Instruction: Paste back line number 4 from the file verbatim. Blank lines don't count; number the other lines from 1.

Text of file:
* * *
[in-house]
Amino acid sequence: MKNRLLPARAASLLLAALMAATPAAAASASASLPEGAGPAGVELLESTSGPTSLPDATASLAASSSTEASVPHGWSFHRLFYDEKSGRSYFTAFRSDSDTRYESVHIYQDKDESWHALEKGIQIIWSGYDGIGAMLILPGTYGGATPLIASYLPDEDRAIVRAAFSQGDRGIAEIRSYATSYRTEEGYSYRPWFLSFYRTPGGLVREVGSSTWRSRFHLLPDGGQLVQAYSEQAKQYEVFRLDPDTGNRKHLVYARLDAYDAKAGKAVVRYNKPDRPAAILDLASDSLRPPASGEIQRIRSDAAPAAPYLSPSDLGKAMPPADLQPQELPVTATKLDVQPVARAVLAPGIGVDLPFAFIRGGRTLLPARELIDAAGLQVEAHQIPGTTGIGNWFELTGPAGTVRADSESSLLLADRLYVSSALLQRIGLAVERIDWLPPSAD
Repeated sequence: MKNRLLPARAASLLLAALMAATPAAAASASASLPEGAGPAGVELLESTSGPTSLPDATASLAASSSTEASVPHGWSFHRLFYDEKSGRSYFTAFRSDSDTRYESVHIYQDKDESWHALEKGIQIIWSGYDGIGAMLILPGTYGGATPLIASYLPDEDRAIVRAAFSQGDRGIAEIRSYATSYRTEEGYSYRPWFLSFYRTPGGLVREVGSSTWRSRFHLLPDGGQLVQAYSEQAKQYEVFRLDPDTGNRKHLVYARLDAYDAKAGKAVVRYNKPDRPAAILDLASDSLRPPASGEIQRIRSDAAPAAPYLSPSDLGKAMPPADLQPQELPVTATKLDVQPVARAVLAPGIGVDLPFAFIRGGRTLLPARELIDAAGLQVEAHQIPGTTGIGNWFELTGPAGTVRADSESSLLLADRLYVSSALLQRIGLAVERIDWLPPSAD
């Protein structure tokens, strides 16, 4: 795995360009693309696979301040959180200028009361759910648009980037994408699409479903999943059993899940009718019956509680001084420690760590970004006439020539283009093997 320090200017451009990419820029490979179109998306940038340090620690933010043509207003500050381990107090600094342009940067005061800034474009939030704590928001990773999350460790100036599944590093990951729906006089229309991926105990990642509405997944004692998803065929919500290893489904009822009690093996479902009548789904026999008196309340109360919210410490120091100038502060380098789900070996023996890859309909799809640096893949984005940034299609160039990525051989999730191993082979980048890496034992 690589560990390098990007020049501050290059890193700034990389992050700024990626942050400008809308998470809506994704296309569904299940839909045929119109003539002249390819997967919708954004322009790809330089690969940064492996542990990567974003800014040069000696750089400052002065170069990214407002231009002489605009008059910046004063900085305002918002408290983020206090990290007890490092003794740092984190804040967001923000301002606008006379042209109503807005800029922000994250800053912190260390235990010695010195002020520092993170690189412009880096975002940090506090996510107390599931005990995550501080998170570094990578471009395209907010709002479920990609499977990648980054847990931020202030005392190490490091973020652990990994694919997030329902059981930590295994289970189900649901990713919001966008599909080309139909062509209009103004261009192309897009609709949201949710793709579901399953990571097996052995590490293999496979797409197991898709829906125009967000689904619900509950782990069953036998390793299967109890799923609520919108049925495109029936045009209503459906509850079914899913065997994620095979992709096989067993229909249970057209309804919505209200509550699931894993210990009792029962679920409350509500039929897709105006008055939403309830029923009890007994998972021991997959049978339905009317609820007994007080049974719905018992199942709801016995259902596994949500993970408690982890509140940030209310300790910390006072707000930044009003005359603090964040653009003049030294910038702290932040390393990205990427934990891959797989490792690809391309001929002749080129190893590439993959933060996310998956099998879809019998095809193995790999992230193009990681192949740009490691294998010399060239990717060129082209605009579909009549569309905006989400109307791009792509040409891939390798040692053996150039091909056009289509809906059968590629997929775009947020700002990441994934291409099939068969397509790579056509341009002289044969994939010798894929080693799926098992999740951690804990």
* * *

């Protein structure tokens, strides 16, 4: 795995360009693309696979301040959180200028009361759910648009980037994408699409479903999943059993899940009718019956509680001084420690760590970004006439020539283009093997 320090200017451009990419820029490979179109998306940038340090620690933010043509207003500050381990107090600094342009940067005061800034474009939030704590928001990773999350460790100036599944590093990951729906006089229309991926105990990642509405997944004692998803065929919500290893489904009822009690093996479902009548789904026999008196309340109360919210410490120091100038502060380098789900070996023996890859309909799809640096893949984005940034299609160039990525051989999730191993082979980048890496034992 690589560990390098990007020049501050290059890193700034990389992050700024990626942050400008809308998470809506994704296309569904299940839909045929119109003539002249390819997967919708954004322009790809330089690969940064492996542990990567974003800014040069000696750089400052002065170069990214407002231009002489605009008059910046004063900085305002918002408290983020206090990290007890490092003794740092984190804040967001923000301002606008006379042209109503807005800029922000994250800053912190260390235990010695010195002020520092993170690189412009880096975002940090506090996510107390599931005990995550501080998170570094990578471009395209907010709002479920990609499977990648980054847990931020202030005392190490490091973020652990990994694919997030329902059981930590295994289970189900649901990713919001966008599909080309139909062509209009103004261009192309897009609709949201949710793709579901399953990571097996052995590490293999496979797409197991898709829906125009967000689904619900509950782990069953036998390793299967109890799923609520919108049925495109029936045009209503459906509850079914899913065997994620095979992709096989067993229909249970057209309804919505209200509550699931894993210990009792029962679920409350509500039929897709105006008055939403309830029923009890007994998972021991997959049978339905009317609820007994007080049974719905018992199942709801016995259902596994949500993970408690982890509140940030209310300790910390006072707000930044009003005359603090964040653009003049030294910038702290932040390393990205990427934990891959797989490792690809391309001929002749080129190893590439993959933060996310998956099998879809019998095809193995790999992230193009990681192949740009490691294998010399060239990717060129082209605009579909009549569309905006989400109307791009792509040409891939390798040692053996150039091909056009289509809906059968590629997929775009947020700002990441994934291409099939068969397509790579056509341009002289044969994939010798894929080693799926098992999740951690804990």